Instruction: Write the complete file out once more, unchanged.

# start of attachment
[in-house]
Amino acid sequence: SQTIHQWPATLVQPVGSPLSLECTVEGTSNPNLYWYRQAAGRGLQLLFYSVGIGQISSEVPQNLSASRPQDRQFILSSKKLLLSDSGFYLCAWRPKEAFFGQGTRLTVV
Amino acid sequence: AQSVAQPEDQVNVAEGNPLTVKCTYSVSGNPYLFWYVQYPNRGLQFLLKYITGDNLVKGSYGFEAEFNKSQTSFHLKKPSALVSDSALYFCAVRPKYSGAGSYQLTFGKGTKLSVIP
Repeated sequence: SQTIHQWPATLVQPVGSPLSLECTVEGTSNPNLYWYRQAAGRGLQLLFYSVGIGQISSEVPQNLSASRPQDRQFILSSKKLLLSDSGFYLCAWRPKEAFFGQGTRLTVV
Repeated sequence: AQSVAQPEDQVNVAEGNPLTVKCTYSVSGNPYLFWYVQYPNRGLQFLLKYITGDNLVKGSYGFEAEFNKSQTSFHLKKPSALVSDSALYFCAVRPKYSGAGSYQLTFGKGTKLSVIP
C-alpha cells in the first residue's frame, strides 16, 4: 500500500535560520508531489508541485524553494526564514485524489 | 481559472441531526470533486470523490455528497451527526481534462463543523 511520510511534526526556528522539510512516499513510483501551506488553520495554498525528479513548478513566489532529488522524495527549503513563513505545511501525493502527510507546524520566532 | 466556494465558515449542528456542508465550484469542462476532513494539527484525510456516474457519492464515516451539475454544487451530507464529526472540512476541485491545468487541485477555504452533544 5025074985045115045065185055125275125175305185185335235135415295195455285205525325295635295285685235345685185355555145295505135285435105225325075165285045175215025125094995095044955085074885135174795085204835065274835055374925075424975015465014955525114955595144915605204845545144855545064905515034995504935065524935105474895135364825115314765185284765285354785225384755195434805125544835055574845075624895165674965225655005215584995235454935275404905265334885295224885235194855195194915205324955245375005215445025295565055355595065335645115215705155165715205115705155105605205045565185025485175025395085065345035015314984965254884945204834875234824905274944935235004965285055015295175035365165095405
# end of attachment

[in-house]
Amino acid sequence: SQTIHQWPATLVQPVGSPLSLECTVEGTSNPNLYWYRQAAGRGLQLLFYSVGIGQISSEVPQNLSASRPQDRQFILSSKKLLLSDSGFYLCAWRPKEAFFGQGTRLTVV
Amino acid sequence: AQSVAQPEDQVNVAEGNPLTVKCTYSVSGNPYLFWYVQYPNRGLQFLLKYITGDNLVKGSYGFEAEFNKSQTSFHLKKPSALVSDSALYFCAVRPKYSGAGSYQLTFGKGTKLSVIP
Repeated sequence: SQTIHQWPATLVQPVGSPLSLECTVEGTSNPNLYWYRQAAGRGLQLLFYSVGIGQISSEVPQNLSASRPQDRQFILSSKKLLLSDSGFYLCAWRPKEAFFGQGTRLTVV
Repeated sequence: AQSVAQPEDQVNVAEGNPLTVKCTYSVSGNPYLFWYVQYPNRGLQFLLKYITGDNLVKGSYGFEAEFNKSQTSFHLKKPSALVSDSALYFCAVRPKYSGAGSYQLTFGKGTKLSVIP
C-alpha cells in the first residue's frame, strides 16, 4: 500500500535560520508531489508541485524553494526564514485524489 | 481559472441531526470533486470523490455528497451527526481534462463543523 511520510511534526526556528522539510512516499513510483501551506488553520495554498525528479513548478513566489532529488522524495527549503513563513505545511501525493502527510507546524520566532 | 466556494465558515449542528456542508465550484469542462476532513494539527484525510456516474457519492464515516451539475454544487451530507464529526472540512476541485491545468487541485477555504452533544 5025074985045115045065185055125275125175305185185335235135415295195455285205525325295635295285685235345685185355555145295505135285435105225325075165285045175215025125094995095044955085074885135174795085204835065274835055374925075424975015465014955525114955595144915605204845545144855545064905515034995504935065524935105474895135364825115314765185284765285354785225384755195434805125544835055574845075624895165674965225655005215584995235454935275404905265334885295224885235194855195194915205324955245375005215445025295565055355595065335645115215705155165715205115705155105605205045565185025485175025395085065345035015314984965254884945204834875234824905274944935235004965285055015295175035365165095405